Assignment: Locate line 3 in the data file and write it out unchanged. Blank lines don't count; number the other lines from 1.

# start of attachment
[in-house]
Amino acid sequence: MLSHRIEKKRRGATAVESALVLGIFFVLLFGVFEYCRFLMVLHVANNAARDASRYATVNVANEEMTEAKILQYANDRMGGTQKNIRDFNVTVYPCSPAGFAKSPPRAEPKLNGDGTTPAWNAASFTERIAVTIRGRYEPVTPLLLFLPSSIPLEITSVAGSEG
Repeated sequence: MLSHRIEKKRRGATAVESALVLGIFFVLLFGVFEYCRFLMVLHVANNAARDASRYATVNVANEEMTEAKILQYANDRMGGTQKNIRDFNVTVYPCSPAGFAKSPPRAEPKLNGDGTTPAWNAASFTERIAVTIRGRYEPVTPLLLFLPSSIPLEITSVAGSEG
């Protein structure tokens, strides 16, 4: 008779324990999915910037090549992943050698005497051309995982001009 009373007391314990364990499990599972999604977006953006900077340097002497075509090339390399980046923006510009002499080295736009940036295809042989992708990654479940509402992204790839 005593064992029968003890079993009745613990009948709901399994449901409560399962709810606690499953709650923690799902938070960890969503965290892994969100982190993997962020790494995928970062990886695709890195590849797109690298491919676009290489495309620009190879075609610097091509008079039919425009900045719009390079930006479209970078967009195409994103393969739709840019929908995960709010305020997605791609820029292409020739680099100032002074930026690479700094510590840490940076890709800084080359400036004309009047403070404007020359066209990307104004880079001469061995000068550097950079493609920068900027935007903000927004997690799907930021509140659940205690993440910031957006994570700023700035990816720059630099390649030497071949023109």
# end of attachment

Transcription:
Repeated sequence: MLSHRIEKKRRGATAVESALVLGIFFVLLFGVFEYCRFLMVLHVANNAARDASRYATVNVANEEMTEAKILQYANDRMGGTQKNIRDFNVTVYPCSPAGFAKSPPRAEPKLNGDGTTPAWNAASFTERIAVTIRGRYEPVTPLLLFLPSSIPLEITSVAGSEG